Friday September 18, 2020
What is a Reverse Mortgage?
What can you tell me about reverse mortgages? The damage to my retirement account from the coronavirus has me considering it but want to make sure I know what I am getting into.
Massive job losses, a volatile stock market and low interest rates caused by the coronavirus pandemic have caused many cash-strapped retirees to consider a reverse mortgage. But there are many things to consider to be sure it is a good option for you now.
A reverse mortgage is a unique type of loan that allows older homeowners to borrow money against the equity in their house (or condo). To be eligible for a reverse mortgage, you must be 62 years of age or older, own your own home (or owe only a small balance) and currently be living there.
The loan does not have to be repaid until the homeowner dies, sells the house or moves out for at least 12 months. At that point, you or your heirs will have to pay back the loan plus accrued interest and fees.
It is also important to understand that you, not the bank, owns the house. You are still required to pay the property taxes and homeowners insurance. If you do not pay, you may face a foreclosure.
You will need to undergo a financial assessment to determine whether you can afford to continue paying your property taxes and insurance. Depending on your financial situation, you may be required to put part of your loan into an escrow account to pay future bills. You will likely be denied a reverse mortgage if the financial assessment finds that you cannot pay your insurance and taxes and have enough cash left to live on.
Around 95% of all reverse mortgages offered are Home Equity Conversion Mortgages (HECM), which are FHA insured and offered through private mortgage lenders and banks. HECMs have home value limits that vary by county, but cannot exceed $765,600 in 2020.
The loan amount you can receive through a reverse mortgage depends on your age (the older you are the more you can get), your home's value and the prevailing interest rates. Generally, most people can borrow somewhere between 50% and 60% of the home's value. To estimate how much you may be able to borrow, you can use an online reverse mortgage calculator. The loan amount can be paid as a lump sum, a line of credit, regular monthly checks or a combination of these.
Beware! Reverse mortgages are not cheap. HECM loans require a 2% upfront mortgage insurance payment, plus an additional 0.5% annual charge, in addition to origination costs and lenders' fees. Any amount you borrow, including these fees and insurance, accrues interest, meaning your debt grows over time.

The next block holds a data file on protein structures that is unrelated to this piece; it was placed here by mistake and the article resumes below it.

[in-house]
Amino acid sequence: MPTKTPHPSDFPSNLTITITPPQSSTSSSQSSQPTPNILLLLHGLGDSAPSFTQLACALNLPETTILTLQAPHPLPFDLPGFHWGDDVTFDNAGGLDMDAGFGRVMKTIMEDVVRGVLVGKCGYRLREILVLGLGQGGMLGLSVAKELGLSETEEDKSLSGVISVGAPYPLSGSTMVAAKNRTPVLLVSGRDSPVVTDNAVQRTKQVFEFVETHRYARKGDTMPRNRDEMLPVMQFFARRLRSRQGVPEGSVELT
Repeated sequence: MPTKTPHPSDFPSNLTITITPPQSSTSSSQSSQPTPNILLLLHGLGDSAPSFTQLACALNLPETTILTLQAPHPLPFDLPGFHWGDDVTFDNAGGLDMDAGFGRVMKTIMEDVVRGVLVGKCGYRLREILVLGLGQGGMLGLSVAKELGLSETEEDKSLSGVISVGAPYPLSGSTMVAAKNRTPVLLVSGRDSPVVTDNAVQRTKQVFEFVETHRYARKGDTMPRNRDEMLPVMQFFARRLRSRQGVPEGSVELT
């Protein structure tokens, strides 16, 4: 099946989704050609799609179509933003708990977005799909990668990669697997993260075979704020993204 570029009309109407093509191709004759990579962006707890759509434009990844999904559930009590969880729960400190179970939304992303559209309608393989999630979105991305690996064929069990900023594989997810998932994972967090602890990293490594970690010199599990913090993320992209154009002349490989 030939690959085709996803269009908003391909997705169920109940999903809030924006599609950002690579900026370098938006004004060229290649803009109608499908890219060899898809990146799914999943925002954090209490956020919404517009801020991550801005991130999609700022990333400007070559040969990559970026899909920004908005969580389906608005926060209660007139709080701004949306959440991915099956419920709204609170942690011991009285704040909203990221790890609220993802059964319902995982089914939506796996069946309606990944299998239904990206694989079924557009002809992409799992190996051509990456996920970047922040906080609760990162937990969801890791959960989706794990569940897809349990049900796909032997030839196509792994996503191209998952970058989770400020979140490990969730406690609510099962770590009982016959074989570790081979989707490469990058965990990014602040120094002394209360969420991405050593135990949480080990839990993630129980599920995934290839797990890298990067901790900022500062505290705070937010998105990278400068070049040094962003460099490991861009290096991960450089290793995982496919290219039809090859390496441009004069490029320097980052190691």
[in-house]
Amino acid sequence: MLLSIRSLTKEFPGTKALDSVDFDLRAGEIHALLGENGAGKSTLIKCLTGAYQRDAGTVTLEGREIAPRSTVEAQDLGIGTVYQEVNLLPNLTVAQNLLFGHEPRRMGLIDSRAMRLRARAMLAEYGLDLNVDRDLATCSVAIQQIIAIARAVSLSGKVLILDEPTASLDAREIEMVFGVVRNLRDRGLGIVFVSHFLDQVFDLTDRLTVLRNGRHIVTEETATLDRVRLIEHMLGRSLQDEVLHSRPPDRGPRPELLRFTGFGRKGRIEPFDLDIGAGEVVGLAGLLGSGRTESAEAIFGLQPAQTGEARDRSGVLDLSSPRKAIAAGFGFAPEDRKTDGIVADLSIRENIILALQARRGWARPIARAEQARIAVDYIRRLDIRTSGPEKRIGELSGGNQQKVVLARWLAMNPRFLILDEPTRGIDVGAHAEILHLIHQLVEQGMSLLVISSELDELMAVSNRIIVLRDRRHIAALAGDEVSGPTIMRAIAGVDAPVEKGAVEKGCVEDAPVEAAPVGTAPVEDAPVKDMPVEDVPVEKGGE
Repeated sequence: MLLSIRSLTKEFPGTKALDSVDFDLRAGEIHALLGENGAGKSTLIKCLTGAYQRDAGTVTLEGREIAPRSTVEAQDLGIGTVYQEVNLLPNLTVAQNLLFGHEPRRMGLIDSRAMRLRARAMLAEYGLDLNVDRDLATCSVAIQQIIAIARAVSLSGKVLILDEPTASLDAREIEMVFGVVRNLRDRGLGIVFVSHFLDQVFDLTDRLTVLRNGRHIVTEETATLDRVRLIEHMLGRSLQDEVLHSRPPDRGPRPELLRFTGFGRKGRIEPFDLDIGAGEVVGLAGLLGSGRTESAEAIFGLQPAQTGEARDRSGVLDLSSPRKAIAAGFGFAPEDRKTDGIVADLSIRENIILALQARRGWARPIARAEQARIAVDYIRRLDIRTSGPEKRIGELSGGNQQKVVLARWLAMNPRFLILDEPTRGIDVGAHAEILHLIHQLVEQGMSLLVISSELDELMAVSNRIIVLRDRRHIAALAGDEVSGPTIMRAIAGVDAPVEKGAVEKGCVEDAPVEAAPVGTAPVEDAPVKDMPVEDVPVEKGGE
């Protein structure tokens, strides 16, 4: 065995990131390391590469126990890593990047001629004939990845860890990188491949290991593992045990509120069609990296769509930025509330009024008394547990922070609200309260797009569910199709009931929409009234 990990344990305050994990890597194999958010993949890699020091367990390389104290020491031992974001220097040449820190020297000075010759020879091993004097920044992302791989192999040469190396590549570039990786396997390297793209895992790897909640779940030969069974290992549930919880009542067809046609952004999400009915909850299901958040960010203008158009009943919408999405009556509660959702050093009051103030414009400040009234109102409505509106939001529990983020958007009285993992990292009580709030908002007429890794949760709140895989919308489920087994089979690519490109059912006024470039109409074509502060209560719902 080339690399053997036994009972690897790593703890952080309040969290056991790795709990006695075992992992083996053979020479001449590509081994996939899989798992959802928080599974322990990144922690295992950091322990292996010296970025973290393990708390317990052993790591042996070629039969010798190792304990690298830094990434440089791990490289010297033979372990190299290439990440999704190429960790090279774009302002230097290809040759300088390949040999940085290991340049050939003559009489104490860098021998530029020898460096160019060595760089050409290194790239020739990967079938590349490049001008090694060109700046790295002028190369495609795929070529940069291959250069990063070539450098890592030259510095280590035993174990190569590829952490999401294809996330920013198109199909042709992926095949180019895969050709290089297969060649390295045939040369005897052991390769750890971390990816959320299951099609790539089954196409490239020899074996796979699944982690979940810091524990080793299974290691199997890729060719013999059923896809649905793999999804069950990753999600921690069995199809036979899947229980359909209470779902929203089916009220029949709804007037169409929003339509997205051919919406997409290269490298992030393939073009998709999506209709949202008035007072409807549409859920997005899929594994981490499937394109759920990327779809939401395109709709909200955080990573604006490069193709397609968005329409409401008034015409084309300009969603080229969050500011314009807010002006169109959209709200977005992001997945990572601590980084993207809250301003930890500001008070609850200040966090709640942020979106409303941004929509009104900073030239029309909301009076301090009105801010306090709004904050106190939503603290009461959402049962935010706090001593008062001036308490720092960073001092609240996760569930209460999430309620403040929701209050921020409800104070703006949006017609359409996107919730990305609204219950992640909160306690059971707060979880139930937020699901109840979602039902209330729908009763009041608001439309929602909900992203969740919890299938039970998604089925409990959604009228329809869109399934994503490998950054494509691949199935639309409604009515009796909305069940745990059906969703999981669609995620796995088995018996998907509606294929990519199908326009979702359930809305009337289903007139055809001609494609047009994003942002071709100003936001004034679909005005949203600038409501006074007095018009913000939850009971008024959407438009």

To learn more, read the National Council on Aging's online booklet "Use Your Home to Stay at Home" at NCOA.org/home-equity.
Also note that because reverse mortgages are complex loans, all borrowers are required to get counseling through a HUD approved independent counseling agency before taking one out. Most agencies charge between $125 and $250 for the counseling. To locate one near you, visit Go.usa.gov/v2H, or call 800-569-4287.
If you have a short-term need for cash, there are other options you may want to pursue. For example, many low-income seniors do not realize they qualify for the Earned Income Tax Credit, a refundable tax break that can put cash in your pocket. You also could use BenefitsCheckUp.org to search for financial assistant programs you may be eligible for.
A charitable alternative to a reverse mortgage is combining a life estate reserved with a charitable gift annuity. You would receive an immediate charitable income tax deduction and charitable gift annuity payments for the rest of your life at an attractive fixed rate.
To create a charitable gift annuity using your home, you would deed your home to a charitable organization as a remainder interest and retain a life estate. The life estate deed would provide you the right to use your home for the rest of your life. You will be required to maintain the property in good condition and pay the property taxes and homeowners insurance with this option as well. When you pass away, the home would belong to the charitable organization and will benefit the charitable mission of that organization.
Another possibility is a regular home equity loan or line of credit. This type of borrowing requires you to make regular payments. Lenders can freeze or lower limits on lines of credit, but the borrowing costs are much lower.
Savvy Living is written by Jim Miller, a regular contributor to the NBC Today Show and author of "The Savvy Living" book. Any links in this article are offered as a service and there is no endorsement of any product. These articles are offered as a helpful and informative service to our friends and may not always reflect this organization's official position on some topics. Jim invites you to send your senior questions to: Savvy Living, P.O. Box 5443, Norman, OK 73070.
Published September 11, 2020
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